In Dennis Mahoney’s captivating debut novel, a community is torn apart by tragedy while one of its beloved citizens is forced to carry the crippling burden of blame. When Henry Cooper set out on his mail route one crisp spring morning, he unwittingly sparked a fire that destroyed a neighborhood and claimed the life of a local artist’s young wife. In the aftermath, some point to Henry’s carelessness, while others exalt his heroism. His wife is his ardent defender, but the judgment of others begins to take its toll. While the victims slowly rebuild their lives, the sculptor Sam Bailey finds it particularly difficult to see Henry as anything other than a menace who should pay for the death of Sam’s wife. Exploring the complex terrain of loyalty and loss, Fellow Mortals charts the fall of a man who has dedicated his life to doing the right thing and then finds himself embroiled in a fierce struggle to understand what the right thing is.
We hope that the following discussion topics will enhance your reading group’s experience of this deeply moving novel of redemption and its price.
Questions and Topics for Discussion
1. Discuss the difference between a house and a home. What do our houses provide besides shelter? In the wake of the tragedy, how do the characters in Fellow Mortals find a sense of home, even in a tree house?
2. What does the novel tell us about the many ways in which humanity responds to loss? How would you have felt about Henry if you had been a victim of the fire? What are the limits on your ability to forgive?
3. What accounts for Henry and Ava’s strong marriage? How do they handle their disagreements? What is their trust built upon?
4. As Sam grieves for Laura, what image of their relationship emerges? How do his sculptures help him cope with regret and yearning?
5. How did your impressions of Billy change throughout the book? Is his anger a response to the many disappointments he experiences—including romantic and financial ones—or is his anger the cause of those disappointments?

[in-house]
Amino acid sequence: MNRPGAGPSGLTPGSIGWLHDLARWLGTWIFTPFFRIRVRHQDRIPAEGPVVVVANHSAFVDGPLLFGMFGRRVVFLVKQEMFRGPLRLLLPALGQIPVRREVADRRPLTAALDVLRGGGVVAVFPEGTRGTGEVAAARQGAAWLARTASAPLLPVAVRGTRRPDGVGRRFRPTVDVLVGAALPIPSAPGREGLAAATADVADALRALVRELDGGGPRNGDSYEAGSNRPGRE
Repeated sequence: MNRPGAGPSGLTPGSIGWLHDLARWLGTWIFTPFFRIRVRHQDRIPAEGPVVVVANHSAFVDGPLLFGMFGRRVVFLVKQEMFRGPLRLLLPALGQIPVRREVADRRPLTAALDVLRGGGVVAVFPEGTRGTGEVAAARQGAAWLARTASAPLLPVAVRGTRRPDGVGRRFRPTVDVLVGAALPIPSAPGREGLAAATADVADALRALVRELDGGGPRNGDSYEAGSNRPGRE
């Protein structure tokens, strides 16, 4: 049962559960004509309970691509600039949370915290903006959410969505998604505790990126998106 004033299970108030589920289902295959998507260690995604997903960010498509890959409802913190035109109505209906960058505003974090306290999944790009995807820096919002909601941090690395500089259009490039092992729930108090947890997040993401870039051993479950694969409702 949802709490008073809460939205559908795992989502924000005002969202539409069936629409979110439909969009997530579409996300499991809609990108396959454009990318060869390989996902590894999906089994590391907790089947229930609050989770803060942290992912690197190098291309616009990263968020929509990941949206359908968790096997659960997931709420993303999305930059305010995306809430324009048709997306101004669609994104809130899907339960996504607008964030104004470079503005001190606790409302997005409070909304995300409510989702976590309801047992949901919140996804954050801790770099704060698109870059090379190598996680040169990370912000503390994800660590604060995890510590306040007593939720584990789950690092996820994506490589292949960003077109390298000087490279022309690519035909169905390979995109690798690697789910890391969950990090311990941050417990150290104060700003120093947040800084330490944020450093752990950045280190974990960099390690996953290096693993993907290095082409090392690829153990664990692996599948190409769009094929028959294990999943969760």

6. Ethan and Danny provide us with a child’s perspective on tragedy. How does their outlook compare to that of their parents? Is Peg overprotective or wise?
7. What is at the heart of Sheri and Billy’s struggle in their relationship? What is the best solution for anyone who is in Sheri’s situation?
8. In what way do Joan and Nan form a sort of “marriage”? How do they navigate uncertainty and change? What enabled them to make an unspoken commitment to sharing a household for the rest of their lives? Would you be content to set up housekeeping with one of your siblings in a later stage of life?
9. In chapter 20, Ava and Sam describe how they met their spouses. What makes it easy for them to bond? What do you think Henry’s motivation was in sending Ava to be with Sam?
10. How would you characterize Henry’s personality? Is he self-destructive, or is his sense of duty a good model for waging peace?
11. How does Sam’s wooded landscape serve as a mirror of his mind, and of the minds of his former neighbors? What tone does it set for the novel’s closing scenes?
12. Why is Ava determined to help Billy when he is injured? Why does she opt for rescue rather than revenge?
13. Were the novel’s tragedies accidental? What does it take for healing to occur in their aftermath?
14. Ultimately, what does Henry teach us about the precarious nature of fate and atonement?